I’m really excited for where this partnership will lead. Kanopy is, in my view, one of the few bright spots in the modern streaming economy, especially now that FilmStruck is dead. They have direct lines to public libraries and universities across the US, Canada, Australia and New Zealand: it’s a potent, powerful network of curious people who love film and culture. Some of the libraries were even excited to engage with my “Film Critic in Residence” project on social media.
If you’d like to see Kanopy do more with criticism and editorial curation, you can Tweet, Facebook or email them to encourage more of this kind of work. They’re trying out a lot of different approaches at the moment and I’m happy to be steering through this phase with them.
On the Air
Even though I’ve been writing for NPR for eight years, you wouldn’t have heard me on the radio at all before last winter. That seemed like a missed opportunity to me. So one of my goals for 2018 was to hone my radio voice, and NPR and WBUR’s “Here & Now” gave me the opportunity to do just that. I filed several radio reviews for the daily news program, plus a two-way from the Venice Film Festival (as I crouched under my San Servolo hotel blanket, sweating like a pig, to chat about Errol Morris).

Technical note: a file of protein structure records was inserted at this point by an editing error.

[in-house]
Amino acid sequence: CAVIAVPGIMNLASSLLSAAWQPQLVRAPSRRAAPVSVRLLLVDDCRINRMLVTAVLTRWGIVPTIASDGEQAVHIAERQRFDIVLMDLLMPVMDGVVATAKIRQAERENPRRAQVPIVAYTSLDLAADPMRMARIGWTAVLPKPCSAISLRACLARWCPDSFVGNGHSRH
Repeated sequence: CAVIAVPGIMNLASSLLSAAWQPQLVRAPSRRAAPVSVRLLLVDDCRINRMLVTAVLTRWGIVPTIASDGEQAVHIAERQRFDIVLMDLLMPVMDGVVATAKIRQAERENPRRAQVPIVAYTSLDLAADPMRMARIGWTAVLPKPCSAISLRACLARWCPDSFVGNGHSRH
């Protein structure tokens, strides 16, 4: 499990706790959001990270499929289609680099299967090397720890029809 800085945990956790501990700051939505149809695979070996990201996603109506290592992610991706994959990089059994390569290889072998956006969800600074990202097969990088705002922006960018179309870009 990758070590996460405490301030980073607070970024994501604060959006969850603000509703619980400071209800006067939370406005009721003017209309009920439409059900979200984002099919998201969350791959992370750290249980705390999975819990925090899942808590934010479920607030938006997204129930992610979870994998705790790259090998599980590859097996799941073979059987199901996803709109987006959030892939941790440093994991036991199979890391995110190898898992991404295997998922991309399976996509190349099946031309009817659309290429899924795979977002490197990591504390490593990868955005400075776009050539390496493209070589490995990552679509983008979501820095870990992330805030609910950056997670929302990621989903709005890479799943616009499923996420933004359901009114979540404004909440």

I hope to keep doing pieces for “Here & Now” into the new year, and I’m also engaged in a more long-term audio project: writing, producing and hosting my own podcast miniseries that has nothing to do with movies. Instead, it’s a personal narrative piece about Michigan history, religious conflict and American fascism. I’m thinking about the show as “a Detroit holy war.” I started work on it nearly a year ago, when I barely knew anything about how to make podcasts, and have been educating myself in the art of audio storytelling all year in-between my paid projects (no small feat).
I hope to finally finish the show in 2019. At least, that’s my goal. Please hold me to it. (Some funding from any interested public radio/podcast organizations would be nice! Email me, folks!)
Listen to me on "Here & Now":
My Year in Reviews (and how I watch movies)